Current methods of measuring medication adherence are not good enough:
Pill counts - most common, not granular, over-estimate adherence, not granular by time
Surveys or self report - overestimate adherence
Medication Event Monitoring System (MEMs) - not handy if you want to segment your pills
There are four requirements for a portable, multi-compartmental, simple electronic medication tracking device:
Must not require too much interaction for tracking - must be very intuitive
Adherence data must be available at least daily - wireless transmission, real-time data, yet must not drain the battery
The development of the pillbox was pretty cool. Unlike a heavy "smart" medicine cabinet, they needed a smart portable pillbox that looks and feels like the ones sold at drugstores. It needed to be light and battery operated, so it only sends a wireless signal to a Bluetooth twice a day. They also used a plunger to detect door openings rather than a magnetic strip, because the strip could fall off and then be swallowed.
They got 39 elderly people to take a vitamin C tablet twice a day.
Overall adherence was 79%, confirmed by pill counts
Self-reports averaged 93%
12% of subjects believed they never missed a dose, versus 5.3% who actually never did from MedTracker data
The Medtracker also found that pulls were taken from the wrong subcompartment 27 times.
These tracking devices offer much more granular ways of tracking adherence
James Spader likes a cluster-randomized mobile app intervention for diabetes!
This intervention tested a mobile and web-based patient coaching app on diabetes patients.
Change in glycated hemoglobin %
Control - usual care (UC) - usual care
9.2 to 8.5, down 0.7%
coach-only (CO) - a patient-coaching system includes a mobile diabetes management software and a web portal. Patients can enter data like blood glucose values, carb intake, medications, and other notes. They get automated, real-time educational, motivational, and behavioral messages specific to entered data. The web portal had a messaging center, a personal health record, a library, and a log book. The doctor only got the information if the patient shared it.
9.3 to 7.7, down 1.6%
coach PCP portal (CPP) - Everything in the CO group, but the doctor also had raw, unanalayzed data
9.0 to 7.9, down 1.1%
coach PCP portal with decision support (CPDS) - Everything in the CO group, but the doctor also had analayzed linked to standards of care and guidelines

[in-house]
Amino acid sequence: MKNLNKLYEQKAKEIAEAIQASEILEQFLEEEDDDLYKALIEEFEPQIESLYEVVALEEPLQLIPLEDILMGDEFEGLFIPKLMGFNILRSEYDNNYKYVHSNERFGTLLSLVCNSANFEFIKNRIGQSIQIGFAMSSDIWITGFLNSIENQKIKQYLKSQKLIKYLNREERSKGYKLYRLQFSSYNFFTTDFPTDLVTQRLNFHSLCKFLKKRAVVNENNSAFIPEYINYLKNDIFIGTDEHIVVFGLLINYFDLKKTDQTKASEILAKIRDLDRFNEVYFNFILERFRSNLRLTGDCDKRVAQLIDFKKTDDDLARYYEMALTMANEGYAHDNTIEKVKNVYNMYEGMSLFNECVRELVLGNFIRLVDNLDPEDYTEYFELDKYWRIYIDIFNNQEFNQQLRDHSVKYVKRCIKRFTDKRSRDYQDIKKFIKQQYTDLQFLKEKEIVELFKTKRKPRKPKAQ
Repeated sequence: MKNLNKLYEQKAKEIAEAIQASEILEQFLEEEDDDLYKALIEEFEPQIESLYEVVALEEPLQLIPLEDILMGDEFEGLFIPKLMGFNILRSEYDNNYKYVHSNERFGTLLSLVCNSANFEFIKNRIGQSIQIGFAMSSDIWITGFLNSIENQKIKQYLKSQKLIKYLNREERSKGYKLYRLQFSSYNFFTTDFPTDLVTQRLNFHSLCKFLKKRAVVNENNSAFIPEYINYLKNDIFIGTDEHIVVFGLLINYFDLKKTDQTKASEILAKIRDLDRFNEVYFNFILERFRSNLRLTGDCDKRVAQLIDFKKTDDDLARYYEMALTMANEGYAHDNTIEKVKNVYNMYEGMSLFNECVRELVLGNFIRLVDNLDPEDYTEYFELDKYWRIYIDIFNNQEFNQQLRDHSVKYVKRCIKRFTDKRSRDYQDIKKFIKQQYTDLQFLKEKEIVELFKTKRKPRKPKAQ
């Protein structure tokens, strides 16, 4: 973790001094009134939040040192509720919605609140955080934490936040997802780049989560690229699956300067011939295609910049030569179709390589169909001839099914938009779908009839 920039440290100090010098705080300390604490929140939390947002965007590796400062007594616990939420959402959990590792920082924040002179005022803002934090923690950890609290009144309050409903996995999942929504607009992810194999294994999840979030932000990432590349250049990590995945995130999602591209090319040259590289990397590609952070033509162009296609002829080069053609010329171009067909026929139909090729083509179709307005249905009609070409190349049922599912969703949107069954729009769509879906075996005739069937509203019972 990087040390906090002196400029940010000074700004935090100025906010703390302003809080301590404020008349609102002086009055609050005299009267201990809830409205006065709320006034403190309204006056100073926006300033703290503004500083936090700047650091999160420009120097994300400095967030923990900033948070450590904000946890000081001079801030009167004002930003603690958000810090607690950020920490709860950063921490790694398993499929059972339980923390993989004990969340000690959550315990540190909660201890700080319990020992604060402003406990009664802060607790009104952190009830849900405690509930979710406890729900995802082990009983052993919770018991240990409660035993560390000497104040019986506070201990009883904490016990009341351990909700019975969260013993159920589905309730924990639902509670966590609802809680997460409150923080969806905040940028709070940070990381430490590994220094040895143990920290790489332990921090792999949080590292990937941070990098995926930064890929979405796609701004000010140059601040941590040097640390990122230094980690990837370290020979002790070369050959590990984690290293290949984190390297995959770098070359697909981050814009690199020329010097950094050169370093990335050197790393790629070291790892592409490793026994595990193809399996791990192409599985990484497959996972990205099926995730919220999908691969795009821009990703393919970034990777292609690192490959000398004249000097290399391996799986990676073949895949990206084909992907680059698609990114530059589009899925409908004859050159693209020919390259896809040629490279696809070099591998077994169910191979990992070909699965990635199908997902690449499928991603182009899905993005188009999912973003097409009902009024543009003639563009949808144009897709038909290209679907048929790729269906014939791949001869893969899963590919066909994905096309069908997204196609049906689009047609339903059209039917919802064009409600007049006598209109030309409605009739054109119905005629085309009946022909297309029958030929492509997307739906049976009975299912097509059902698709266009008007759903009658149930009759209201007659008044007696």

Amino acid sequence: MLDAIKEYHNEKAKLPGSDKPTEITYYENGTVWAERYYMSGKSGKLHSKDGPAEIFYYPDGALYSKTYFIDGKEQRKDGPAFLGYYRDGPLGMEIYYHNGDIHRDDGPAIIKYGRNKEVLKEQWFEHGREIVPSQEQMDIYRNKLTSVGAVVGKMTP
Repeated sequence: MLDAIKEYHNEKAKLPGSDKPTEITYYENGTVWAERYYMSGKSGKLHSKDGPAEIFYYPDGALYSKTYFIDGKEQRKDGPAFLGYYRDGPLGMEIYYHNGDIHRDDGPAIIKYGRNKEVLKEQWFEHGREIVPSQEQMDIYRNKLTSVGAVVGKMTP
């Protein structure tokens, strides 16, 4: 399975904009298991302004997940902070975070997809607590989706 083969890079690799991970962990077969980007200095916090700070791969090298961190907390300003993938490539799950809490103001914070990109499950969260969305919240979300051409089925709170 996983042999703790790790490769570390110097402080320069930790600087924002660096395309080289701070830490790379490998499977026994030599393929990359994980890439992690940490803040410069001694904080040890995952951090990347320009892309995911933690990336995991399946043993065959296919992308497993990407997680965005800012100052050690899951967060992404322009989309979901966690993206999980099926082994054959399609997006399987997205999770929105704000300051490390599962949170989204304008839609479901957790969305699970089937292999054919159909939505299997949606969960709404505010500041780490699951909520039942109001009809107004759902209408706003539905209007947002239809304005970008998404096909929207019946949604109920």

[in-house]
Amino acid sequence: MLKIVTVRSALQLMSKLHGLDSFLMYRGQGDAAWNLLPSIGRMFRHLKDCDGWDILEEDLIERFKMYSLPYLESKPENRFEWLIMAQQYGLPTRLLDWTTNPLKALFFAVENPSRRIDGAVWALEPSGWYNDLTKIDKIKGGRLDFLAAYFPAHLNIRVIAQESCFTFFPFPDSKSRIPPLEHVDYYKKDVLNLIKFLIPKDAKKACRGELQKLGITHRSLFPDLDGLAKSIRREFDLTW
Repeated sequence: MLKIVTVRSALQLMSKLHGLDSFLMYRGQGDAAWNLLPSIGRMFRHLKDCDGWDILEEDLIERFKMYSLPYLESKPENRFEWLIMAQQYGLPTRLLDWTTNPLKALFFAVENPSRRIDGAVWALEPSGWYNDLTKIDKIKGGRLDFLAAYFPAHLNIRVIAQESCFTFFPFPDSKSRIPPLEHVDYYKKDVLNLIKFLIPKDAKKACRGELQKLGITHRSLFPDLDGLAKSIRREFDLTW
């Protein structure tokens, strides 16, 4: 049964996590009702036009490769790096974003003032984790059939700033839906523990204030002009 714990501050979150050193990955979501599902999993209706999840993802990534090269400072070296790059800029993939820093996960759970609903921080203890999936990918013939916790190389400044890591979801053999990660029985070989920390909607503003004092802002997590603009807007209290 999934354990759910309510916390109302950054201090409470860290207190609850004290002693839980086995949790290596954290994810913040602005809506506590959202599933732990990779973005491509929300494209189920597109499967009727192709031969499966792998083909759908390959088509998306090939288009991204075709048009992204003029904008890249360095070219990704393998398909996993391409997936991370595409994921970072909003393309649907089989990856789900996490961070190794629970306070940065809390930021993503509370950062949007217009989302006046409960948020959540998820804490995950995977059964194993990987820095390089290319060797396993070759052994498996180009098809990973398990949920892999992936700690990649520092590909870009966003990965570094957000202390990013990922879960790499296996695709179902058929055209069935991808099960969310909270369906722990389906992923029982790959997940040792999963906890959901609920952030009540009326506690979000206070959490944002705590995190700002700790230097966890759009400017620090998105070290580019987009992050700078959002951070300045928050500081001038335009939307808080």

9.9 to 7.9, down 1.9%
Although they also collected information about diabetes symptoms, distress, and other clinical outcomes like blood pressure and lab values, the only thing that changed was the hemoglobin. Was it a lot? Hmmm, not convinced. Too bad they stratified based on doctor knowledge, and not the individual elements of the intervention.
James Spader likes finding out why reading pill labels are is so hard!
Reponses were analysed using grounded theory. Grounded theory is a systematic method for generating theoretical statements from case studies. It guides the inductie process of organizing content derived from patient responses.
Explicitly describe dose intervals: "Take one pill in the morning, and one pill the evening" instead of "twice daily"
Organize label to minimize distractions: pharmacy logo, doctor name, drug serial number should not take up too much space
Simplify language - use numbers rather than text equivalent, no jargon or awkward terms
James Spader likes an illustrated paper pill card!
Pictorals are useful for conveying drug indication, dosing schedule, special instructions for administration, side effects, and the importance for completing the full course of therapy.
Self efficacy is a key construct of social cognitive theory is the your judgement of your ability to execute an action or perform a skill. In this paper, they used a new measure of self-efficacy called the Self-Efficacy for Appropriate Medication Use Scale (SEAMS). Cognitive impairment was tested with the Folstein Mini-Mental State Examination (MMSE).
Every 3 months, the pill card was updated against the current medication list in the pharmacy.
Here are the main results:
People liked it: 40% of participants used it everyday, 25% used it every week
They kept using it: 73% of participants who first used it continued to use it at follow-up 3 months later
They showed their doctor: 25% of participants showed it to their doctor
Self-efficacy not increased by pill card use, nor was self-efficacy co-related to any behavior
James Spader likes using PDAs to improve adherence!
A typical persuasive system is a stand-alone application used as a tool to detect a potential change in user attitude and/or behavior. However, a Behavior Change Support System (BCSS) is a comprehensive socio-technical platform that provides extended support with a combination of software features and psychological theories. A user can set his own goals and target behaviors using a BCSS. Try using an outcome/change (O/C) matrix to analyze those goals.
An outcome/change (O/C) matrix can identify goals and persuasive strategies. For example, smoking cession is A/B and forming a behavior is F/B.
A-change: Attitude change only
B-change: Behavioral change only
C-change: Compliance or conformation, users comply with newly acquired behavior
Social influence features were rarely found in the evaluated applications. Users can monitor their own progress but they cannot see how their fellow users are doing.